When William Penn asked King Charles II to let him establish a colony in America, the king had two reasons for granting Penn's request. First, he could repay a large debt that he owed to Penn's father, Admiral Penn. Second, he could get rid of William, who had been a thorn in the king's side for several years.
William Penn was a member of the Society of Friends, or Quakers. The Quakers believed in a simple lifestyle and in treating all people equally. They refused to bow before the king, fight in wars, or pay taxes to the Church of England.
In 1668, the king incarcerated Penn, hoping to stop him from preaching the Quakers' ideas. To the king's dismay, Penn continued preaching after his release.
With the Quakers unwelcome in England, Penn sought to establish a colony in America where they would be free to practice their own beliefs.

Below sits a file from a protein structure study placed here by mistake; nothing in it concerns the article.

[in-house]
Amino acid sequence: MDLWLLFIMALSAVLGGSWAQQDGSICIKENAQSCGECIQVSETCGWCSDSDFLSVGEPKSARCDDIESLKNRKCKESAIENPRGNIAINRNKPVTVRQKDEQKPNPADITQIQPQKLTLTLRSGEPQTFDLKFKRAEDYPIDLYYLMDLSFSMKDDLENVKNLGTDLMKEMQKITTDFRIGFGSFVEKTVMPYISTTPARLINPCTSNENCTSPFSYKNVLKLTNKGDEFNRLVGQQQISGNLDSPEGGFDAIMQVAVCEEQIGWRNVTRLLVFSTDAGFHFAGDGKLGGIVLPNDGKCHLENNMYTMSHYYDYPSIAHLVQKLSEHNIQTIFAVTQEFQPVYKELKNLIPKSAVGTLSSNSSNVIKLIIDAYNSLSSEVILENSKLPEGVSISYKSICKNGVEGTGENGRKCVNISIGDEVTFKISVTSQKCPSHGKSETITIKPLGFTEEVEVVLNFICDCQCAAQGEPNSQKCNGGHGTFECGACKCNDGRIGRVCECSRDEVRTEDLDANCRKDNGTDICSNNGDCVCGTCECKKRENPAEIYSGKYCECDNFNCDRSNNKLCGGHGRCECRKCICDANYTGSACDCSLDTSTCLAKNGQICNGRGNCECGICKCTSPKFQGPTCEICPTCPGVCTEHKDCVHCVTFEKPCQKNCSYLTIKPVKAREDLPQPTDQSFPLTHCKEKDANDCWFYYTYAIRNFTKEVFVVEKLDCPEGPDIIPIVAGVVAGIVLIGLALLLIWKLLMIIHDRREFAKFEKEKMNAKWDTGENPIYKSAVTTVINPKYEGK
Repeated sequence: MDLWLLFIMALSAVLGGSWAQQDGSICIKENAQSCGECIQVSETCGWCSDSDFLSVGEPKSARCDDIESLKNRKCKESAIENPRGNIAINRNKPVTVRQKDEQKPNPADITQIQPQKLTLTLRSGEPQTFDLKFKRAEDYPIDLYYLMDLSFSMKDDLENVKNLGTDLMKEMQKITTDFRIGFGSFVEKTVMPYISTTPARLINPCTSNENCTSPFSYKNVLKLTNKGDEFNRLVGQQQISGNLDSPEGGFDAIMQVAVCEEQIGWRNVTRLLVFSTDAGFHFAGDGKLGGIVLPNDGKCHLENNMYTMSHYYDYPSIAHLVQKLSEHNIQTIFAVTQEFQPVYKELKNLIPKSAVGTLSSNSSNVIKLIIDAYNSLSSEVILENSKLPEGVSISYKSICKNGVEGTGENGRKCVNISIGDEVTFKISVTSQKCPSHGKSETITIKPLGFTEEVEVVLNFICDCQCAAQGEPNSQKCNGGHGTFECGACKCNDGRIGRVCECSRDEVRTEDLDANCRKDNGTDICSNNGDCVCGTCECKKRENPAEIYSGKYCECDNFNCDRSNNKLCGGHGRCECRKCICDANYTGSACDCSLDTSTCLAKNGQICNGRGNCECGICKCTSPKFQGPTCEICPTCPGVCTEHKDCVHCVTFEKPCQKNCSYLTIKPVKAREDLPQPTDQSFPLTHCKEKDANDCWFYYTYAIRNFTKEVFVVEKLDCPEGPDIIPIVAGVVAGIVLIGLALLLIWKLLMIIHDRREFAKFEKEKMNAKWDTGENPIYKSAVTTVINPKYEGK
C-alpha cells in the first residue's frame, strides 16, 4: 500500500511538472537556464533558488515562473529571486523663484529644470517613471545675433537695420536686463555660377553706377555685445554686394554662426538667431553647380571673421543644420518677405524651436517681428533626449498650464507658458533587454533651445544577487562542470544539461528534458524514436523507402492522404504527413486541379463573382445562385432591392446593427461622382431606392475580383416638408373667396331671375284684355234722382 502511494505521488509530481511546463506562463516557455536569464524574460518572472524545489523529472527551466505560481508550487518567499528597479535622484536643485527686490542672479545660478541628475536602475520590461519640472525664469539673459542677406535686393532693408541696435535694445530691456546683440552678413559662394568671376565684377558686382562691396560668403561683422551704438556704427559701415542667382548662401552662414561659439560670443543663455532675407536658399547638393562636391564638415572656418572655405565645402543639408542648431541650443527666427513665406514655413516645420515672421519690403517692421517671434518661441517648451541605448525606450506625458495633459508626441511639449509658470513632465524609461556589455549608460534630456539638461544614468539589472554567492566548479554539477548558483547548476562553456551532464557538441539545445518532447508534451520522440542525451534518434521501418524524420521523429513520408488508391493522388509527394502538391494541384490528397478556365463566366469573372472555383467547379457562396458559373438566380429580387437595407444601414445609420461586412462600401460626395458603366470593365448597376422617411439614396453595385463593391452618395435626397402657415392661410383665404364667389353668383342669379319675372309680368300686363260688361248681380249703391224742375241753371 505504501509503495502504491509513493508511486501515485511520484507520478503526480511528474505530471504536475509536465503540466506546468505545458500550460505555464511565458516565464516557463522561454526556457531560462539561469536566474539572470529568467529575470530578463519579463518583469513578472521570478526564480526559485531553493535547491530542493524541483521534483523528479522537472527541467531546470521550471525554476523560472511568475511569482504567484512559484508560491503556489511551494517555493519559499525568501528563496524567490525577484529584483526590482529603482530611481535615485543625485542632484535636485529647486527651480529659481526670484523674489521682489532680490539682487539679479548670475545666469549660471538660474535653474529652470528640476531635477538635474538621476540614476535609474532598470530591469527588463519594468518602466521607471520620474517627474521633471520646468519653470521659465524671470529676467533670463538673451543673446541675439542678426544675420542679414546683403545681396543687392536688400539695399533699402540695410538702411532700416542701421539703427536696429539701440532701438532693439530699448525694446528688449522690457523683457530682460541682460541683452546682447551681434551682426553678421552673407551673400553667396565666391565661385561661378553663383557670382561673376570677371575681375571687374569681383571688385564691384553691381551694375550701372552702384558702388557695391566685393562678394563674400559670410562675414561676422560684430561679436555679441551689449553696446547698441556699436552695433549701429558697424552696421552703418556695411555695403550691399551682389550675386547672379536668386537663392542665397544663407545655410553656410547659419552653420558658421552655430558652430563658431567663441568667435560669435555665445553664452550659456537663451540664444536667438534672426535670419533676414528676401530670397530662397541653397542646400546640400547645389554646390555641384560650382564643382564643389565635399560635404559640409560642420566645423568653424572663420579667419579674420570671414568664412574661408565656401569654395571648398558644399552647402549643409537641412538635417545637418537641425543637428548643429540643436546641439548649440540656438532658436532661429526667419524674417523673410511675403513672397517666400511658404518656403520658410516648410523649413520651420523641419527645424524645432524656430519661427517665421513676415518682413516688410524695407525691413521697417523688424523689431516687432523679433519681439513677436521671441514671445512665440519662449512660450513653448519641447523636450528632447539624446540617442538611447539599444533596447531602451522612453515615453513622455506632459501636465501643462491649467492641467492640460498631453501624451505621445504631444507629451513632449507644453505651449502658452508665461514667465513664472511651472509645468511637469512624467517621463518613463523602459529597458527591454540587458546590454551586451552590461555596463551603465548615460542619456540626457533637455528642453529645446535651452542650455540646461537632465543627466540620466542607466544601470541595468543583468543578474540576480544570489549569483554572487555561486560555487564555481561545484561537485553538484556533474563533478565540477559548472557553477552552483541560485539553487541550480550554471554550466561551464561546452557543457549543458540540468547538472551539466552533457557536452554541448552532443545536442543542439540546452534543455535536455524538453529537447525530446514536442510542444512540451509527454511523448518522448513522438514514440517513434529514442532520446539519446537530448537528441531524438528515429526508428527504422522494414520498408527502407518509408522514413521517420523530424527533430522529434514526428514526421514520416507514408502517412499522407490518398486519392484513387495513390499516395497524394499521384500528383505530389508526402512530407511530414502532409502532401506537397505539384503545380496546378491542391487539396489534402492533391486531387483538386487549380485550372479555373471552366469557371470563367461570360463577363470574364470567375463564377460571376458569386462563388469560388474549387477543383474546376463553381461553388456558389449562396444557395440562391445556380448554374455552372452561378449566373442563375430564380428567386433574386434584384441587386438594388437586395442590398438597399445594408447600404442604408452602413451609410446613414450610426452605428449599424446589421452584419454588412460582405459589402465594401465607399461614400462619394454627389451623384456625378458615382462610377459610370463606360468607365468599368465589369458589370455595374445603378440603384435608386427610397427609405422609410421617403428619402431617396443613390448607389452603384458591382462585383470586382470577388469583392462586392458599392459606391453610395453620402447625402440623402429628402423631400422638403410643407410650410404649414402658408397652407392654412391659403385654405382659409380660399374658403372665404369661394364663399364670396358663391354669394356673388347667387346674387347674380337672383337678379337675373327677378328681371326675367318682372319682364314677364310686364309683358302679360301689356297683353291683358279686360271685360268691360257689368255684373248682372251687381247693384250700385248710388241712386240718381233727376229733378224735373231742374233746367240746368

In 1681, the king granted Penn a huge area of land between the Puritan colonies of New England and the Anglican colonies of the South. In honor of Penn's father, the colony was called Pennsylvania.
Penn advertised his colony all over Europe. Many were drawn to Pennsylvania by his Great Law of 1682, which guaranteed that people of all faiths would be treated equally.
Penn's appeal attracted settlers from several countries. An early colonist in Pennsylvania marveled at the prosperity and peace in the colony. He wrote, “Poor people (both Men and Women) of all kinds, can here get three times the Wages for their Labour they can in England or Wales . . . Here are no Beggars to be seen . . . Jealousie among Men is here very rare . . . nor are old Maids to be met with; for all commonly Marry before they are Twenty Years of Age.”
Penn named his capital city Philadelphia, which is Greek for “City of Brotherly Love.” From there, he wrote important government documents that made Pennsylvania the first democracy in America.